With Independence Day around the proverbial corner, I thought it appropriate to take a look at one of my favorite categories of American wine: the bubbly.
The history of sparkling wine in the United States dates to the 1880s when the Korbel brothers, immigrants from what is now the Czech Republic, set up shop in California’s Russian River Valley. And while much has changed in the wine world over the past 130 years, you can still find Korbel California Champagne (the company is grandfathered under laws that now ban the term “Champagne” on products that don’t originate in France). In fact, it was producers from Champagne proper who first realized the enormous potential for sparkling wine in California.
To make good sparkling wine, you essentially need two things: a cool climate and thin-skinned, high acid grapes. Places like Champagne have both of these in spades. Located northeast of Paris, the region is famous for its bracing winters and harsh growing season; a climate too foul for hearty grapes like cabernet or merlot, but perfect for chardonnay and the fickle pinot noir. The cool climate allows the grapes to ripen, but just barely, leaving each individual grape full of acidity, the basic building block of sparkling wine. Wherever you have these building blocks, be it northern France, the Italian Alps, coastal California, or even Tasmania — you’ll have everything you need to produce something delicious.
In the 1970s and ’80s, Champagne producers and the rest of the world began taking American wine seriously and buying land in Napa Valley and other locales ideal for sparkling wine production. Many of these newly founded wineries are still in operation today, including Napa’s Domaine Chandon, owned by Moet & Chandon, and Domaine Carneros, opened by Champagne Taittinger. Over time, as demand for sparkling wine grew and California winemakers got better at making them, new wineries began to emerge, offering alternatives to the more mass-produced, economy-priced wines already on the market.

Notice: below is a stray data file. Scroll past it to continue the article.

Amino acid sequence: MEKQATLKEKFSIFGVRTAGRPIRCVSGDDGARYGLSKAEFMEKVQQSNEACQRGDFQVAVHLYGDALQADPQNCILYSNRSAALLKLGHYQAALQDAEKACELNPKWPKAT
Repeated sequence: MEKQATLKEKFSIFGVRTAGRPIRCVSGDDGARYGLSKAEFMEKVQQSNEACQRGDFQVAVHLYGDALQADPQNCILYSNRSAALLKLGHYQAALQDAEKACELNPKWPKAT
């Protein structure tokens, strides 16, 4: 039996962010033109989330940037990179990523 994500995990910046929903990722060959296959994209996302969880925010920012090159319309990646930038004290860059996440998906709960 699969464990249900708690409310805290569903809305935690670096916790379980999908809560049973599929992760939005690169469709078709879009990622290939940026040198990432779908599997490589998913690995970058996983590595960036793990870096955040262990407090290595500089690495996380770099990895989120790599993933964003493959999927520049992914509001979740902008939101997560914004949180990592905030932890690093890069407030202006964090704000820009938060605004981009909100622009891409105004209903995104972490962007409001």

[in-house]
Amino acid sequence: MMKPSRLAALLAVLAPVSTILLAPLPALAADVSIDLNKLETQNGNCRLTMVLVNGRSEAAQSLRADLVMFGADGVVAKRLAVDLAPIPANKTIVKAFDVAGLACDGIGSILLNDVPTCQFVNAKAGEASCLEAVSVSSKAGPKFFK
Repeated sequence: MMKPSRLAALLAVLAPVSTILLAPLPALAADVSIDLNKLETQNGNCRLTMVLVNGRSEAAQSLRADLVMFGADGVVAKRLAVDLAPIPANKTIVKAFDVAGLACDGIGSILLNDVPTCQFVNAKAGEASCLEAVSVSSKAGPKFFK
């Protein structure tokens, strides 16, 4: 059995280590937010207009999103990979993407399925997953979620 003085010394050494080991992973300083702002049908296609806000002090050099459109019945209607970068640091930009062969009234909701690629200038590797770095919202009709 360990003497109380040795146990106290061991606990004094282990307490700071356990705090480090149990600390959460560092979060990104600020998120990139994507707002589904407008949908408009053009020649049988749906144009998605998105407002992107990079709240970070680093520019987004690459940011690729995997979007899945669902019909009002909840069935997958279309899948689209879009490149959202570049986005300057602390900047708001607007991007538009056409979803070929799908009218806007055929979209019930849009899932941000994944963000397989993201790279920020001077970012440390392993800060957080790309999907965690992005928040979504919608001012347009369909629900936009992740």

California and Oregon are home to several notable regions that produce sparkling wines that rival those of anywhere else, each one near the Pacific Ocean. Regions like Oregon’s Willamette Valley and California’s Russian River and Anderson valleys are kept cool by deep-cut mountains that funnel the ocean winds inland, washing the vineyards in cool air and locking in the ripeness of their fruit. Modeled largely after Champagne, these sparkling wines are dominated by two grapes: chardonnay and pinot noir. Each one adds its own integral component to the blend — the chardonnay brings lightness and finesse, while the pinot noir contributes fruity aromas, body, and energy to the wine.
Next week, just in time for the Fourth, I’ll go over the bottles you should be popping during your holiday weekend.
As always, you can see what I’m drinking on Instagram at @sethebarlow and send your wine questions and quibbles to email@example.com